The Boat

A Little History

Our Quickstep 21 was designed by Michael Price for the late Gary Lannigan who owned Quickstep Sailboats of Bristol, RI.  The boats were originally equipped with Thurston or Hood sails and were available with a variety of fine options from roller furling, to a cruising spinnaker, to teak cockpit gratings.  They were essentially semi-custom production sailboats.  Quickstep offered the Q21 with a fine heavy Triad trailer for owners who wanted them.  Mr. Lannigan personally introduced the boats to customers at a number of boat shows.  In 1989, we talked with him and visited the boat at shows in both Racine, WI and Michigan City, IN, and then placed an order for hull 27.

 The boat was reviewed by Dan Spurr in Cruising World Magazine’s March 1989 issue.  Mr. Spurr has given me permission to post his review.  (Read the article) I also read an interesting post on by Clay Stalker of Bristol Harbor, RI.  He once owned a Q24 and offered some history of the boats and their production.

Quickstep 24 (& 21) Manufacturing Notes: Saw some posts regarding Quickstep 24s (and 21s). Ted Brewer designed the boat in the 1970s to be built as an aluminum hulled boat. This didn’t work out, and the design was sold to ocean racer Bill Stannard of Rhode Island, who produced 23 boats. It was then sold to Gary Lannigan, marketing director for C.E. Ryder in Bristol, Rhode Island, builder of the Southern Cross and Sea Sprite line among other boats. Lannigan had Ryder build the boats but he marketed them. There were 21 and 24 foot sizes, and Lannigan had plans for a 28 footer, which did not go over well with Ryder, who thought it would compete with the Sea Sprite 27/28. Lannigan eventually left Ryder and had the Quickstep built by the Anchorage Co. in Warren, Rhode Island (Dyer 29,40, and dinghys)and later by Shannon Yachts of Bristol, who reported built some of the best ones. The last ones were built by Lannigan himself as Quickstep, Inc. and the hulls were probably produced by Tillotson-Pearson or one of the other local Bristol builders (there were many). Like many good boats of the day, the company went bankrupt and Lannigan left the area. The molds are still around, however, as I talked with Lannigan’s wife a few years ago and she said they could still be built, but would be prohibitively expensive….In any event, there were a pretty good boat (I owned a Ryder 1985 version) and sailed very well. Hope you find this useful…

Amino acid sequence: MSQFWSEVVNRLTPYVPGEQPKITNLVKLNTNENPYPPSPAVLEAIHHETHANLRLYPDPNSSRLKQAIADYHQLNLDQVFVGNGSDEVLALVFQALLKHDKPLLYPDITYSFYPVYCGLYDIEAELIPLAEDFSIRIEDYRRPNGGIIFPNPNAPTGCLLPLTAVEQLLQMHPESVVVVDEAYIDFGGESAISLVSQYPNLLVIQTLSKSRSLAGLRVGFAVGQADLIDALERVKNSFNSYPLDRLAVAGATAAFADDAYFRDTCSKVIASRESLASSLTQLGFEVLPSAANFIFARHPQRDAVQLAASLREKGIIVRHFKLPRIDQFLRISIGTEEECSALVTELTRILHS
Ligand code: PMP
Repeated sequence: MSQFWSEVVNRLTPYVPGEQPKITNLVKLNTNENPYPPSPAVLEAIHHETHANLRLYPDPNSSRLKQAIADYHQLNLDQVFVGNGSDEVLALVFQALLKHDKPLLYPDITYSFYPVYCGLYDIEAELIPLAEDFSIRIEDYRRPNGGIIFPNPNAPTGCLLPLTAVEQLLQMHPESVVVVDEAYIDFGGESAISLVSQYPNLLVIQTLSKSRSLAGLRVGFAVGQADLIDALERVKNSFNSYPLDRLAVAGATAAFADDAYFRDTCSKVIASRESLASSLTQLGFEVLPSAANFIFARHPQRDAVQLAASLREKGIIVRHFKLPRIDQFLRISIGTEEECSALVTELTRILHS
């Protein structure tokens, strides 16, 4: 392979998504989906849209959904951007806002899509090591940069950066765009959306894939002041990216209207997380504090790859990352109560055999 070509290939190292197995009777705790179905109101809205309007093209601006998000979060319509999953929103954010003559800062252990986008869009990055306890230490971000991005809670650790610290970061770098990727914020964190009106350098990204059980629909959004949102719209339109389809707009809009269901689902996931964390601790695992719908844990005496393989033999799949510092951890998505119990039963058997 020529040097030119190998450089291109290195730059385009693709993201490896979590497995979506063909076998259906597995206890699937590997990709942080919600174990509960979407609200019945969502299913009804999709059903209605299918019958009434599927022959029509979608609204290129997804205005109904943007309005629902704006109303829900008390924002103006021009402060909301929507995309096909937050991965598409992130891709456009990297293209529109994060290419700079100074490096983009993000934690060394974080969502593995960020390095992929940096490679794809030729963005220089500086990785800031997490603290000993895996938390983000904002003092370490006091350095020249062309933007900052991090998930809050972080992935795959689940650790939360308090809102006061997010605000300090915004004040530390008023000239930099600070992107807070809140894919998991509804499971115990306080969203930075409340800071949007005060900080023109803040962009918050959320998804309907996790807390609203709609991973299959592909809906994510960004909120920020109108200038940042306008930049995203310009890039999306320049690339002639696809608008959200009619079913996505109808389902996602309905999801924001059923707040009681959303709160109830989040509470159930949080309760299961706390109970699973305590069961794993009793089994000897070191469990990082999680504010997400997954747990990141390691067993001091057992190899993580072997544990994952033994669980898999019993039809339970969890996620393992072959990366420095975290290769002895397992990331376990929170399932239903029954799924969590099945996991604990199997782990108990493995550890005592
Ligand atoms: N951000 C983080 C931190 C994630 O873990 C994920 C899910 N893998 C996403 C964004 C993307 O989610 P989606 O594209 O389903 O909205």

Clay Stalker
s/v Salsa – Cape Dory 27 Hull #247
Bristol Harbor, Rhode Island
(home port: Keene, New Hampshire) 

Another interesting note is the following email I received from the owner of the first Q21, Dick Terlisner.

The First Q21.  I came across the Q21 website not to long ago and thought I would drop you a line.  I previously owned hull #2, which from what I was told by Gary (Lannigan) was the first production Q21 since Hull#1 was the trial hull for the mold.  I purchased it at the Newport International Sailboat Show in 1987 sight unseen.  He had brochures printed with sketches and drawings of the boat.  On display was a Q24 which was absolutely beautiful.  I had a chance to talk extensively with the owner about his boat and with Gary.  On the last day of the show, in the pouring rain, I put down a deposit for a new blue-hulled Q21.  I named it “Minglewood” after the Grateful Dead song “New Minglewood Blues”.  Every now and then someone would get the connection and a grin would come over their face.